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8.0
Batgirl (2016) #3

Sep 29, 2016

I shouldn't be so impressed that Batgirl strikes me as an actual mature crime-fighter in Hope Larson's takeover of this series, but I can't help it. I'm enjoying Batgirl again in a way I haven't for too long. I never thought I would find myself intrigued by a story like this with Babs so far from "home" and largely on her own, but it's just the break we've needed from what had become a weirdly overpopulated series full of deranged cartoon villains and too many BFFs for our Bat-hero. Larson and Albuquerque have made this book a true stand out"for all the right reasons.

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8.5
Batgirl (2016) #4

Oct 26, 2016

Some silliness involving Batgirl's identity notwithstanding, this is best of Hope Larson's "Beyond Burnside" opening arc yet. As the story unravels, we get to see how this mystery is perfectly suited for the specific talents of Barbara Gordon: her tech savvy, her eidetic memory, her big heart, and all her fighting skill have come into play along this journey. Now she's about to take on an unexpected antagonist: not merely a deadly martial artist, but perhaps an undead one?

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7.0
Batgirl (2016) #5

Nov 23, 2016

This conclusion of the "Beyond Burnside" Rebirth falls a mite short of my own expectations, even though it's a solid read and I appreciate that all the loose ends were tied off. I was really hoping to end with some whiz-bang revelations and an epic climactic battle of strength and will. We got both, but in smaller doses that I think we could have. Still, I'm calling it overall a success and looking forward to the Gordon girl's next adventure!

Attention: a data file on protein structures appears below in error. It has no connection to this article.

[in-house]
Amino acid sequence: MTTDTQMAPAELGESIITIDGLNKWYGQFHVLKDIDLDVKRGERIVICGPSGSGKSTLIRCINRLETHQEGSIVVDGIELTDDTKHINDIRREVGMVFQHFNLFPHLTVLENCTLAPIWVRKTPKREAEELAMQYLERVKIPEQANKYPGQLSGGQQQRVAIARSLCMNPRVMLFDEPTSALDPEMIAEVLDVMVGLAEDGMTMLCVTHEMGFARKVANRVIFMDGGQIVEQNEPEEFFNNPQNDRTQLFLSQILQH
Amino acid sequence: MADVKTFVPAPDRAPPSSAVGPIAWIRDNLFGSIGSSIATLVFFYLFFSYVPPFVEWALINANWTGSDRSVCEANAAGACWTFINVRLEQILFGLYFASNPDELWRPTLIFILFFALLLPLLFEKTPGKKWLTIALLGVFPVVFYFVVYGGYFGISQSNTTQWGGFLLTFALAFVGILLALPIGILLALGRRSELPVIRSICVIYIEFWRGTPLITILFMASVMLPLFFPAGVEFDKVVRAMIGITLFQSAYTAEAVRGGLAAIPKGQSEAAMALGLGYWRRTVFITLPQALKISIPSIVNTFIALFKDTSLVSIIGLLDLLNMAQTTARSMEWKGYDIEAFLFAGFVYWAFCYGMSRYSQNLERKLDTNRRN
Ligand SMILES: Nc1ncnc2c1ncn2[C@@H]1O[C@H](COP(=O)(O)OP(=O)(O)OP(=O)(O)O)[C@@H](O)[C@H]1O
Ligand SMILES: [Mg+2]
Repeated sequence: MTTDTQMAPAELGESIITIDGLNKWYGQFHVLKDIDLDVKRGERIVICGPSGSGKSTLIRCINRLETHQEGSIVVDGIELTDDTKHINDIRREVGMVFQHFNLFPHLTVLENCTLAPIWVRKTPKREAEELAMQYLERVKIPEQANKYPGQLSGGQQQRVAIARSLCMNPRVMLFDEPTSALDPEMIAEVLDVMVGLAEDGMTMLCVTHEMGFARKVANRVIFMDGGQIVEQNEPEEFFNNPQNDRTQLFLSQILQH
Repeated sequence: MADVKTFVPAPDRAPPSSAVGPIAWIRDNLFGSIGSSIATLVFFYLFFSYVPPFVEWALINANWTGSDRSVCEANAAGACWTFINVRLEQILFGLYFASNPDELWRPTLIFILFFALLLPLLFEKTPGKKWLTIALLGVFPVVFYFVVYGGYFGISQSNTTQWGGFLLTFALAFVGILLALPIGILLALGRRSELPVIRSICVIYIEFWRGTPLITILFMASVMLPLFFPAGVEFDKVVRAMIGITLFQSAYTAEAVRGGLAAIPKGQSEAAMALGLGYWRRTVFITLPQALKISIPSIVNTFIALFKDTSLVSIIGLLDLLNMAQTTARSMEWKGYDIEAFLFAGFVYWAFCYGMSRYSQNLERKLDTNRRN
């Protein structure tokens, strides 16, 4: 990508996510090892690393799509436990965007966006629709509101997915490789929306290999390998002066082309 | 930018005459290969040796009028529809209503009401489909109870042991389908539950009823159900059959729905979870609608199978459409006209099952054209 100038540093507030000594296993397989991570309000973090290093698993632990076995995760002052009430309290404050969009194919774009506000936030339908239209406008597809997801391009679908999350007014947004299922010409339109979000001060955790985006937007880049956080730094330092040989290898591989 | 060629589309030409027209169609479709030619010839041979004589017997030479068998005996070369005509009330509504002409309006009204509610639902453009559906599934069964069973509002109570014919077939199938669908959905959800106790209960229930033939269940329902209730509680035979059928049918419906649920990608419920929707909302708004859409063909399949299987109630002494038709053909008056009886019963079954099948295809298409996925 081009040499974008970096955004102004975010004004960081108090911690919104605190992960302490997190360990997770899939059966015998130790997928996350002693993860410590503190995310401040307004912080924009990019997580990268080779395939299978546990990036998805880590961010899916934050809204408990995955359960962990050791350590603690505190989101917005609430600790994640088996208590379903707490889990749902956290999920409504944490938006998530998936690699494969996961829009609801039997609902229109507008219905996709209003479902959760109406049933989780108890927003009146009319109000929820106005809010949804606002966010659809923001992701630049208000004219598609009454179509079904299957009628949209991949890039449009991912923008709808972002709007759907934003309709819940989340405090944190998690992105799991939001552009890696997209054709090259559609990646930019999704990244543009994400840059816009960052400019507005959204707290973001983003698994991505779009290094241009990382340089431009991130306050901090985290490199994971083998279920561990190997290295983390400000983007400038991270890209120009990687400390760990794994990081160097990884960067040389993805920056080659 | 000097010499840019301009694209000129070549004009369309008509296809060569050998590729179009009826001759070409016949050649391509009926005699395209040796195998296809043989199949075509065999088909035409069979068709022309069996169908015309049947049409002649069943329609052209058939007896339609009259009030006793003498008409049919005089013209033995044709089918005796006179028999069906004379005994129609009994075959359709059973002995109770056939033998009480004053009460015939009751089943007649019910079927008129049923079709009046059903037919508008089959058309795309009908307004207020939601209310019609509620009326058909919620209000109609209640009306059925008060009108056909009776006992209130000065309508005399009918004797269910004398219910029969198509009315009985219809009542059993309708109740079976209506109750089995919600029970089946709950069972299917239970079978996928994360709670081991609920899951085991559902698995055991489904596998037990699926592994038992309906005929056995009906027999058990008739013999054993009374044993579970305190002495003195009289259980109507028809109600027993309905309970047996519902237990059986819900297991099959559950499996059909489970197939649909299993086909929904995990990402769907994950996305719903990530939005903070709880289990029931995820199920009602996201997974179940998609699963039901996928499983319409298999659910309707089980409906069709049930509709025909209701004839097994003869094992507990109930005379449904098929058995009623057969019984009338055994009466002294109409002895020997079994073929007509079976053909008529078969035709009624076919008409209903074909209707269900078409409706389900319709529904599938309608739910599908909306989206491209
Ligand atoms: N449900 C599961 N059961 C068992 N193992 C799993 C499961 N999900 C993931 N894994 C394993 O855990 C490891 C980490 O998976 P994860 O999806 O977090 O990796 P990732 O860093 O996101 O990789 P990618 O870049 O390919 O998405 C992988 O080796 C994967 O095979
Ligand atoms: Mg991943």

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9.0
Batgirl (2016) #6

Dec 28, 2016

Hope Larson demonstrates that she can write a tight complex one-shot using lots of go-to comic tropes without completely rehashing tired scenarios. Batgirl here is funny, quick on her feet, and whip-smart. She also gets to display some fun gadgets. Even though Poison Ivy inadvertently causes part of the crisis, Batgirl is level-headed about what's "just" under the circumstances. Okay, there's some story silliness here due to the very nature of costumes superheroes, but if you can't tolerate a little dual-persona illogic you shouldn't be reading comics books to begin with.

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8.5
Batgirl (2016) #7

Jan 25, 2017

This isn't exactly elegant, but it's getting the job done without apologies. I love that Larson has gone in with a surgical knife and is cutting away anything that won't contribute to a healthy Batgirl title going forward. She's also making her own mark by introducing Ethan Cobblepot to the world (can't wait to see what he's all about), and she's brought Dick back into Babs' life in a way that better than just peripheral "ex" nonsense. Wildgoose keeps the energy high in the art and this book has a solid combination of action and character building with a real emphasis on pushing the story forward. This is a very exciting time for Batgirl and I'm very optimistic about this new team!

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6.5
Batgirl (2016) #8

Feb 22, 2017